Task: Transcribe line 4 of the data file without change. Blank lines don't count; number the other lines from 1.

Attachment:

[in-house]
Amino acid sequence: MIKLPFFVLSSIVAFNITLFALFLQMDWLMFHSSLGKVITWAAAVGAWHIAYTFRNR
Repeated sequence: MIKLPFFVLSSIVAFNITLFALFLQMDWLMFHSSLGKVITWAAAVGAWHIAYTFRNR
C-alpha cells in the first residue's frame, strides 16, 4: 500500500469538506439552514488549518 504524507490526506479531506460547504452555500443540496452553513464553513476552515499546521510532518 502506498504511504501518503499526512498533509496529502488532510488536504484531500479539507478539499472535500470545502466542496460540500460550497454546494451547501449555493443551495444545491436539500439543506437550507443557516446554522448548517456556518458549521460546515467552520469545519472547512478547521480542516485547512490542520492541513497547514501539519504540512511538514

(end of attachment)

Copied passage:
C-alpha cells in the first residue's frame, strides 16, 4: 500500500469538506439552514488549518 504524507490526506479531506460547504452555500443540496452553513464553513476552515499546521510532518 502506498504511504501518503499526512498533509496529502488532510488536504484531500479539507478539499472535500470545502466542496460540500460550497454546494451547501449555493443551495444545491436539500439543506437550507443557516446554522448548517456556518458549521460546515467552520469545519472547512478547521480542516485547512490542520492541513497547514501539519504540512511538514